BOSTON PUBLIC Health Commissioner Barbara Ferrer knows that signing a petition to the Food and Drug Administration to regulate sugar in soda is like taking the first step up Mount Everest. Few federal agencies move with the sloth of the FDA, and few move so slowly only to do so little.
“We’re doing everything we can at the local level to combat obesity,” Ferrer said in an interview last week. “But you can do only so much when companies spend billions advertising unhealthy products. It’s been frustrating that there has not been a lot of action at the federal level to clearly state what is safe to consume.’’
We will know by summer if the FDA takes up the issue. Ferrer and other commissioners of public health, as well as a host of nutrition researchers and pediatricians, recently signed a petition organized by the Center for Science in the Public Interest, the consumer advocacy group. The petition asks the FDA to rule on what level of sugar is safe to drink and establish limits on it. (Disclaimer: My wife is a colleague of several of the petition signers from the Harvard School of Public Health. I did not consult with them in preparation of this column.)
The FDA said in an e-mail that it would respond within 180 days. The average American consumes 18 to 23 teaspoons, or 300 to 400 calories of added sugars a day. The American Heart Association recommends no more than 6 teaspoons a day for women and 9 for men.
A national safe standard on sugar content could end the contentious checkerboard of anti-obesity efforts by cities and states, such as New York City’s attempt to slash the size of sodas and the proposal by Cambridge Mayor Henrietta Davis to follow suit. A standard could render soda tax proposals needless. It could reduce confusion at vending machines and convenience stores when people reach for so-called “sports” drinks, thinking they are healthier than soda, when they often are not.
Ferrer said, “This is not a nanny state solution. It is not a nanny state when there are rules to protect against botulism, or E. coli in meat processing plants. We’re not telling the FDA to tell people what they should drink, but we are asking the FDA to make sure that what people drink is not dangerous in large quantities.”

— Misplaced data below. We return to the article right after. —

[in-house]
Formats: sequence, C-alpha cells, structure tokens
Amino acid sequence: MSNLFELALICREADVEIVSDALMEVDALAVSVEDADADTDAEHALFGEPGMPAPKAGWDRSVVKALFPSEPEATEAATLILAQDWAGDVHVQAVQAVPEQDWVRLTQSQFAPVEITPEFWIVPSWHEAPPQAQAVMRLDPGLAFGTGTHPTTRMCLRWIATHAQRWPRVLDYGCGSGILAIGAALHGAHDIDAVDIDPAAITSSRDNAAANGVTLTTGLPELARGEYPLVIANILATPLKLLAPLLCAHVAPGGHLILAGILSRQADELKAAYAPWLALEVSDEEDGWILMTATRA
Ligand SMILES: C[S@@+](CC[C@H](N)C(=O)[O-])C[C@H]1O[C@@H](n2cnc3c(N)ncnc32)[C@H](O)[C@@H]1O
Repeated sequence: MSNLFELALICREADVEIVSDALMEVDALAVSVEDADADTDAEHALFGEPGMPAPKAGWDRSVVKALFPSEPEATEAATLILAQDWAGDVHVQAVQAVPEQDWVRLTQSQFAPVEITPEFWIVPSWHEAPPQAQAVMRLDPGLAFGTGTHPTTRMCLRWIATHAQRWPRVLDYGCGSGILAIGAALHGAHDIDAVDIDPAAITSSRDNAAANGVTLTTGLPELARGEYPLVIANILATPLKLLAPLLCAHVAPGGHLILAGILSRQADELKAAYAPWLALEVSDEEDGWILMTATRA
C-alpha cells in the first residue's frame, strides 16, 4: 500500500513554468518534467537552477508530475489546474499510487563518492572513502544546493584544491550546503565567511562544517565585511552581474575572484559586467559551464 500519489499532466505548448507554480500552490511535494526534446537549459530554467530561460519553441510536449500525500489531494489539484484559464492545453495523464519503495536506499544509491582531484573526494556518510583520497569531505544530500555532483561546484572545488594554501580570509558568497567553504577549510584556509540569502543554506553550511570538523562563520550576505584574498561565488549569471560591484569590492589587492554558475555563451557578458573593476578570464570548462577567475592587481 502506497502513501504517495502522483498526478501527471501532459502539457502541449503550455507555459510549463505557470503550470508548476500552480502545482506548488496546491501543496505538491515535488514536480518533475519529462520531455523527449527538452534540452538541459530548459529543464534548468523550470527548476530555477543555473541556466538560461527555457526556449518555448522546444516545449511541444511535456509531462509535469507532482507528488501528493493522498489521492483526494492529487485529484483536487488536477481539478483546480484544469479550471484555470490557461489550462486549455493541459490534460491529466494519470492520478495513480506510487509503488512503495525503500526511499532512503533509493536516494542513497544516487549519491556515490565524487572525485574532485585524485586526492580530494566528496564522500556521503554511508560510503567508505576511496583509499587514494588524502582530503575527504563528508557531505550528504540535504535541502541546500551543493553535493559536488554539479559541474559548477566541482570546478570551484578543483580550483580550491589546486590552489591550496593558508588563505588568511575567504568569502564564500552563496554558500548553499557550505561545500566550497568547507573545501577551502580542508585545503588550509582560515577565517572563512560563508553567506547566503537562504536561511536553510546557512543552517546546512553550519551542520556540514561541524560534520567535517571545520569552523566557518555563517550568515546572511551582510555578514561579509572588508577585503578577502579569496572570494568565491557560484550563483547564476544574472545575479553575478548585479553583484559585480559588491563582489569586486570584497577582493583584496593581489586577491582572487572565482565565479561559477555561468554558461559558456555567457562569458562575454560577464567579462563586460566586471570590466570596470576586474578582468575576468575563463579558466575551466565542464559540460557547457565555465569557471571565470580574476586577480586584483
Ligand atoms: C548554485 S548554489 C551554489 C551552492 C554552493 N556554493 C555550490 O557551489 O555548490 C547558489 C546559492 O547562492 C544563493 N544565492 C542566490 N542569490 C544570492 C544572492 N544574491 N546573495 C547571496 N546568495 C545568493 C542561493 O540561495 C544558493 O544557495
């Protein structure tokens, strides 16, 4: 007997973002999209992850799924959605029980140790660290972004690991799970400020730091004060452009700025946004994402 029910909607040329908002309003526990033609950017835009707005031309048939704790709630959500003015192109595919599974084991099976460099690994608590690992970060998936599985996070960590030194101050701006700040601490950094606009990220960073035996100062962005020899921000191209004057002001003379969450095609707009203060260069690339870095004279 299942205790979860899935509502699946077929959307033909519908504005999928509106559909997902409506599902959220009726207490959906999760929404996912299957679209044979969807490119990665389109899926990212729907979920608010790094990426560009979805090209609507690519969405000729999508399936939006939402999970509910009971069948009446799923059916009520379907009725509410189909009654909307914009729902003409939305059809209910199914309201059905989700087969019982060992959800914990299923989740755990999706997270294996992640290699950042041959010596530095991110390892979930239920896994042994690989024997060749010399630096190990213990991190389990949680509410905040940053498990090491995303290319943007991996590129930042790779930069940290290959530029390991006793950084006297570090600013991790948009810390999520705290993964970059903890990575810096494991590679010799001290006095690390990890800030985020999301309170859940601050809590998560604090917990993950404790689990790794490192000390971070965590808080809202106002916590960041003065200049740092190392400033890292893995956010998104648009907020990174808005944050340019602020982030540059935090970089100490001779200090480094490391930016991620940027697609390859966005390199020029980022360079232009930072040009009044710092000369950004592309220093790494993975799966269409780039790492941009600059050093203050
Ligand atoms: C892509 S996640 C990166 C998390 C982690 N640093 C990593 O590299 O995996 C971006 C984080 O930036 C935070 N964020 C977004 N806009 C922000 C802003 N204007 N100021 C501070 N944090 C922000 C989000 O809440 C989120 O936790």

The question is whether the agency can find the backbone to withstand industry lobbying for the most lenient interpretations of what is safe. For instance, take sodium. Five years ago, Congress asked the Institute of Medicine to recommend healthy levels of sodium intake; the average American male consumes nearly twice as much salt a day as necessary.
In 2010, the Institute of Medicine recommended that the FDA issue mandatory standards for sodium content in food products. A year ago, the American Heart Association wrote the FDA and the Department of Agriculture to remind them that sodium consumption at safe levels should result in between 44,000 and 92,000 fewer heart-disease-related deaths a year.
Three years later, the sodium issue remains unresolved, which is almost unconscionable given the potential life savings.
Last week in another e-mail, the FDA said it is continuing to talk with “industry and other stakeholders” about the possibility of issuing “voluntary targets for sodium reduction in foods.”
That is not good enough. Michael Jacobson of the Center for Science in the Public Interest was hoping that a second-term Obama administration might be more free to listen more to “other stakeholders” than industry. “It would be nice to know that the watchdog is awake,” Jacobson said.
It would be better if the watchdog had teeth.